“In the last five years we have … cut taxes and it didn’t bring any benefits for the economy,” said Ulrich Schneider, executive director of the Berlin branch of Paritaet, an umbrella organization of nonprofit organizations helping the poor.
He predicted that the deeply unpopular proposals, which have pulled the government’s approval ratings to record lows, would never see the light of day. “The planned cutbacks don’t have any acceptance among Germans,” he said. The proposals must still be approved by parliament.
Advocates of the cuts say Germans are getting carried away, not realizing how good they have it. Indeed, by American standards, the poor do well in Germany. Trimmed hedges line the subsidized housing blocks on the poorer east side of Stuttgart, for example, where Isabella Hatadym, 43, lives alone with her 13-year-old son.
Hatadym and her ex-boyfriend had opened a bar in 2007 that went bust in 2009, after no-smoking rules were enacted. She found herself unemployed and broke.
“That bar was my dream,” Hatadym said. “The rent was high, and business went down.”
In December, Hatadym was diagnosed with uterine cancer and underwent surgery. Because of her situation, the government pays 75% of her rent and about $700 a month for other expenses. She also works for about $6 an hour cleaning up at a local gambling casino and can afford some extras, including the new flat-screen television in her living room.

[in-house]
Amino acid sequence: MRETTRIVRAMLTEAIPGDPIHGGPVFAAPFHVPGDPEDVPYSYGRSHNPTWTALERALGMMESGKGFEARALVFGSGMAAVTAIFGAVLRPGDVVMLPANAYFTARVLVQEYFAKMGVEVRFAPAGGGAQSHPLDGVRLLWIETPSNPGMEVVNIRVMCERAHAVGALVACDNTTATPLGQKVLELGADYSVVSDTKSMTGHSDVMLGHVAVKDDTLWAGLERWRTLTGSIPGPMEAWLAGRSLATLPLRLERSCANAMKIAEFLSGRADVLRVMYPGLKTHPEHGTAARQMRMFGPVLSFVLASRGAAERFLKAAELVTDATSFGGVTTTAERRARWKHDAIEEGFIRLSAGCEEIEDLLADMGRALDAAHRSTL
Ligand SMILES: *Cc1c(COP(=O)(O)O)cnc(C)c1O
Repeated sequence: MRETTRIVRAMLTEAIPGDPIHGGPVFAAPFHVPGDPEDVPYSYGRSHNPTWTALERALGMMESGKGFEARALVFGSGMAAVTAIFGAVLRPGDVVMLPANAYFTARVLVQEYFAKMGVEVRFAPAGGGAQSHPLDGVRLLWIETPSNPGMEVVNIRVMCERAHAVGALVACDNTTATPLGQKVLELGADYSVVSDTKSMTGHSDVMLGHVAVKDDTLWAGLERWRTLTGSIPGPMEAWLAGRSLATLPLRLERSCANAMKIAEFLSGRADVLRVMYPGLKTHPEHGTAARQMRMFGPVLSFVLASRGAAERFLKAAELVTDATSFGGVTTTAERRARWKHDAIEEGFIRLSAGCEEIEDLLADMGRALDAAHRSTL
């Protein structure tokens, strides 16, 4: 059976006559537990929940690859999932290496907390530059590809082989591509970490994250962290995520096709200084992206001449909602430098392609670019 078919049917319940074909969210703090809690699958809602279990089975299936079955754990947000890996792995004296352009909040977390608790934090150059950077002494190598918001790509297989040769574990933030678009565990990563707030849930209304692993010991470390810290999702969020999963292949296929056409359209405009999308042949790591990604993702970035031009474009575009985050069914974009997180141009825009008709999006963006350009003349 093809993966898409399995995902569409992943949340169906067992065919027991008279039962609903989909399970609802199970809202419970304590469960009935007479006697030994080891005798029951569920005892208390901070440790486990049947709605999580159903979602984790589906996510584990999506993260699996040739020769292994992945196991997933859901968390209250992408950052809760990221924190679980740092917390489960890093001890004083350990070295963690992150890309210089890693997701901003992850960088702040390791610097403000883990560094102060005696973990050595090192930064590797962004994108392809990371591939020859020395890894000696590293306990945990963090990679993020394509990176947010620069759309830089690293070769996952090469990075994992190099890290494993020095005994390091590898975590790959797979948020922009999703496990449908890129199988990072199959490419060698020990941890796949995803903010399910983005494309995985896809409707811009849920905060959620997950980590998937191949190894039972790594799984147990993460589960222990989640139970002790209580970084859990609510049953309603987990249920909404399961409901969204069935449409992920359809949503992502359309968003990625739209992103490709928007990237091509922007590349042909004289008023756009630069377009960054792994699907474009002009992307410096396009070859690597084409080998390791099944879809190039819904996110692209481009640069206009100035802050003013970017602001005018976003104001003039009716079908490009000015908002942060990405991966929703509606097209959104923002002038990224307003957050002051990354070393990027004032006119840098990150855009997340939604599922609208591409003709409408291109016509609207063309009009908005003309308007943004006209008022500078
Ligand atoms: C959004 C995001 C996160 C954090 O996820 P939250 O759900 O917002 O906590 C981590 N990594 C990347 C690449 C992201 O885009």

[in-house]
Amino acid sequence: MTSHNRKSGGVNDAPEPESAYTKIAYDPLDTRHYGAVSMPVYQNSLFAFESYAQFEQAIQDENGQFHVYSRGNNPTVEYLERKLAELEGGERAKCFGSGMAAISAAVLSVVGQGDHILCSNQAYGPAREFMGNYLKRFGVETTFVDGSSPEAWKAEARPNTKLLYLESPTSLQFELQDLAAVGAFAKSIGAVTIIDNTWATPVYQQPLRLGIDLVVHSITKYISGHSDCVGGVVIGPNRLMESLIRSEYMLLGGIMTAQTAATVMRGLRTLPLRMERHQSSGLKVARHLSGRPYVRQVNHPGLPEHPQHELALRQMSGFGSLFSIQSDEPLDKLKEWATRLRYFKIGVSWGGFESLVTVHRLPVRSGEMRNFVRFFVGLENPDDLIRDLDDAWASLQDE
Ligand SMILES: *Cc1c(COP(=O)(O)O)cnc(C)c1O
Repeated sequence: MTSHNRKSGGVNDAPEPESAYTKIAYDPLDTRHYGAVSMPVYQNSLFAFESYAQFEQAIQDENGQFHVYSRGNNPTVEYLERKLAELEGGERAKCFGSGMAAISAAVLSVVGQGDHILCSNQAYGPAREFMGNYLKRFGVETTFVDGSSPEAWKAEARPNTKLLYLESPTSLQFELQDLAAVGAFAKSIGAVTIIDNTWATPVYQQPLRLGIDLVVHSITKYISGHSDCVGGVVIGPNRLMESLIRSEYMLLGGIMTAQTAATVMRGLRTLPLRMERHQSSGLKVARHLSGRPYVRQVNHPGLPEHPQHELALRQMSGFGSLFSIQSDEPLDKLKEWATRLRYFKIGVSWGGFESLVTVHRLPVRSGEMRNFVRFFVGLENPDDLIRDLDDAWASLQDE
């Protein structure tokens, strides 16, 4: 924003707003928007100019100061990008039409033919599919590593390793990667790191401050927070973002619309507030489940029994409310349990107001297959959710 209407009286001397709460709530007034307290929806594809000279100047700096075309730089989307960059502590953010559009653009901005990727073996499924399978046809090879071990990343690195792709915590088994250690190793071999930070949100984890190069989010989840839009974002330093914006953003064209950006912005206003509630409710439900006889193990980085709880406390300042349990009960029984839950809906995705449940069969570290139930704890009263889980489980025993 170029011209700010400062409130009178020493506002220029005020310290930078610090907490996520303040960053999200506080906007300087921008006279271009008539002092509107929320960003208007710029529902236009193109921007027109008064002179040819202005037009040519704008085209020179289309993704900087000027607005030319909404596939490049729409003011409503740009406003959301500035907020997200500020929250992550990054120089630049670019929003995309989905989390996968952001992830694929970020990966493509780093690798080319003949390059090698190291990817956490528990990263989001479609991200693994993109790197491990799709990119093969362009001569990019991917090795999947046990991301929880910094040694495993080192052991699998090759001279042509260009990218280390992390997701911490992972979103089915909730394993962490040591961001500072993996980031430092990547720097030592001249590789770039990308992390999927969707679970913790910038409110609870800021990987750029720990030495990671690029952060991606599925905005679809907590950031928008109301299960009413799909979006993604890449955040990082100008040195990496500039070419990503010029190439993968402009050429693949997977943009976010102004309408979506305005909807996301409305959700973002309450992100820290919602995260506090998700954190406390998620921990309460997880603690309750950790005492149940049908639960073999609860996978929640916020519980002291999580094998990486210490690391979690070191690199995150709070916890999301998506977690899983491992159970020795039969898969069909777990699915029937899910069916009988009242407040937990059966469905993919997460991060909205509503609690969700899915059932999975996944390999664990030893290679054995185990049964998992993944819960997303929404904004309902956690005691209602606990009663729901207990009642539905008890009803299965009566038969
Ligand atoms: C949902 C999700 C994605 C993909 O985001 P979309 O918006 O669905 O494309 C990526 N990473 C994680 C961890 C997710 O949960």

“When people are not happy in Germany, they’re unhappy at a very high level,” said Hans-Peter Burghof, chairman of the banking and financial services department at the University of Hohenheim in Stuttgart. “They have everything — a television, a car.”
The debate between advocates and opponents of austerity measures sometimes resembles the sparring in the U.S. between liberals and conservatives. Schneider says the government can’t reduce the deficit simply by raising taxes on the rich. Yet business-friendly tax cuts implemented in 2003 have cost the state $25 billion a year, he says.
But in some fundamental ways, the debate in Germany is very different from that playing out in America. Powerful politicians still talk about social justice and responsibility, notions often dismissed as quaint in the U.S. In addition to helping the poor, there remains a relatively unquestioned commitment to continue aid to the economically depressed states of the former East Germany, 20 years after reunification.
Even Burghof, a devout advocate of market reforms and the austerity measures, says a tax increase might be in order “to also give the impression that even the rich will pay.”
Germans practically invented the concept of social welfare in the 19th century to help raise the living standards of workers toiling in factories and stave off the encroaching threat of socialism, an idea developed largely by German social theorists.
“I see it as a privilege that we as citizens are not simply left alone by the state,” said Linker, the welfare mother with the garden apartment shaded by woods.